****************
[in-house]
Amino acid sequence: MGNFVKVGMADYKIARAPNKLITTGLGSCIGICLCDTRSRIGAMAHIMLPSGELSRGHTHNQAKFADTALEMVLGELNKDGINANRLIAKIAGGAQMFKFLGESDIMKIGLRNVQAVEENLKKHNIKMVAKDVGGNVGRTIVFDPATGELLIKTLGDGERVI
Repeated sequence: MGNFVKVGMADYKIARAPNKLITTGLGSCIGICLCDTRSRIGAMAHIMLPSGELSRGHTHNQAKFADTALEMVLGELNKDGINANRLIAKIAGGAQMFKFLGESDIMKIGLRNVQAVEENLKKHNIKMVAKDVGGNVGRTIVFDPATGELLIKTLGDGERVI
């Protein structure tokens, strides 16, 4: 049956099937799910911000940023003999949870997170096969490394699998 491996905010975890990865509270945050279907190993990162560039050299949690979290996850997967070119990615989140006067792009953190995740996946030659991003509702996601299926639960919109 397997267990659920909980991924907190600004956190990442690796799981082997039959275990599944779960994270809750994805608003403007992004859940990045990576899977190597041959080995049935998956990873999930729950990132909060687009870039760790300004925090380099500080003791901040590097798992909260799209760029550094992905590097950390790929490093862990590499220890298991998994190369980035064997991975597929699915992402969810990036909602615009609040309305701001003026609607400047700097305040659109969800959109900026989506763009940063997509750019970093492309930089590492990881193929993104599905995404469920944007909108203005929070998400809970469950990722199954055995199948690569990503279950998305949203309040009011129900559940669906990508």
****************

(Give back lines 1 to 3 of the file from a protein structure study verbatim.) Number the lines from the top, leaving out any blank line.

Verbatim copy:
[in-house]
Amino acid sequence: MGNFVKVGMADYKIARAPNKLITTGLGSCIGICLCDTRSRIGAMAHIMLPSGELSRGHTHNQAKFADTALEMVLGELNKDGINANRLIAKIAGGAQMFKFLGESDIMKIGLRNVQAVEENLKKHNIKMVAKDVGGNVGRTIVFDPATGELLIKTLGDGERVI
Repeated sequence: MGNFVKVGMADYKIARAPNKLITTGLGSCIGICLCDTRSRIGAMAHIMLPSGELSRGHTHNQAKFADTALEMVLGELNKDGINANRLIAKIAGGAQMFKFLGESDIMKIGLRNVQAVEENLKKHNIKMVAKDVGGNVGRTIVFDPATGELLIKTLGDGERVI